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By Steve Breazeale
Tritons Show off Depth with Program-Wide Practice
For the first, and perhaps last, time this year, the entire San Clemente football program took to the field on July 29 to participate in an all-team practice. Incoming freshman, not even four months out of middle school, stood alongside established juniors and seniors as they ran through drills for the better part of two hours.
San Clemente head coach Jaime Ortiz estimated that there were around 170 players out on the field.
Since he took over as head coach last season, Ortiz has been attempting to bridge the gap between the lower levels of the football program up to the varsity level, and full program practices like the one they had on Monday help accomplish that. Freshmen get to run the same drills and watch how the varsity players work out.
“It gives us an opportunity to kind of evaluate the freshman. They’re the future of the program and you want to have a good idea of who they are and what they can bring to the table,” Ortiz said.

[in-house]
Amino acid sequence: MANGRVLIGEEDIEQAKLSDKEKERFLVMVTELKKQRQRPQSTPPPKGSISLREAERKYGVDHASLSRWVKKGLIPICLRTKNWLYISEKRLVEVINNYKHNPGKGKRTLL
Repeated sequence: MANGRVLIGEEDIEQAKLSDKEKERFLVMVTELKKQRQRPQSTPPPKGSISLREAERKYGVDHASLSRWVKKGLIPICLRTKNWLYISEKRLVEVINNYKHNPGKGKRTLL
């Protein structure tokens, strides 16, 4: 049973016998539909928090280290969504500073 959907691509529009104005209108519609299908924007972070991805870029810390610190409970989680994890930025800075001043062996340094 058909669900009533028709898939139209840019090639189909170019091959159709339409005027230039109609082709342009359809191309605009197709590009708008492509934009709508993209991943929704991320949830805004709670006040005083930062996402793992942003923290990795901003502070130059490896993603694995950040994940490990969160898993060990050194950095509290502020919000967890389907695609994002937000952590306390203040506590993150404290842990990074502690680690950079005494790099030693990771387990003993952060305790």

Tritons Football Trains with Jiu-Jitsu Team, Gracie Barra
When the San Clemente football team showed up for what was supposed to be their Friday morning weight lifting session on July 26, head coach Jaime Ortiz had a surprise waiting for them.
Instead of weights and dumbbells the Tritons walked into the room and found the San Clemente Gracie Barra team, who were about to put the athletes through a different kind of workout.
The Tritons spent the morning training with Gracie Barra instructors, led by Felipe Guedes of Gracie Barra San Clemente, who taught them a variety of moves in an attempt to link the world of Brazilian Jiu-Jitsu with high school football.
The entire varsity team took part in the exercise, which saw several of the Tritons players step toe-to-toe with black belts. One player who tested his skills against the experts was senior center Tyler Maxwell, who is also a part of the Tritons wrestling team.
“That was a lot of fun. I wrestle so going in there and doing those things brought back a lot of wrestling memories,” Maxwell said. “I learned that it’s a lot tougher when you can’t pin a guy. You try to put them in a wrestling submission and they put you in a choke hold, it was crazy.”
Maxwell described how the Gracie Barra instructors stressed the importance of teamwork and taught them a few close quarter situational moves that, for linemen, could prove useful on the gridiron.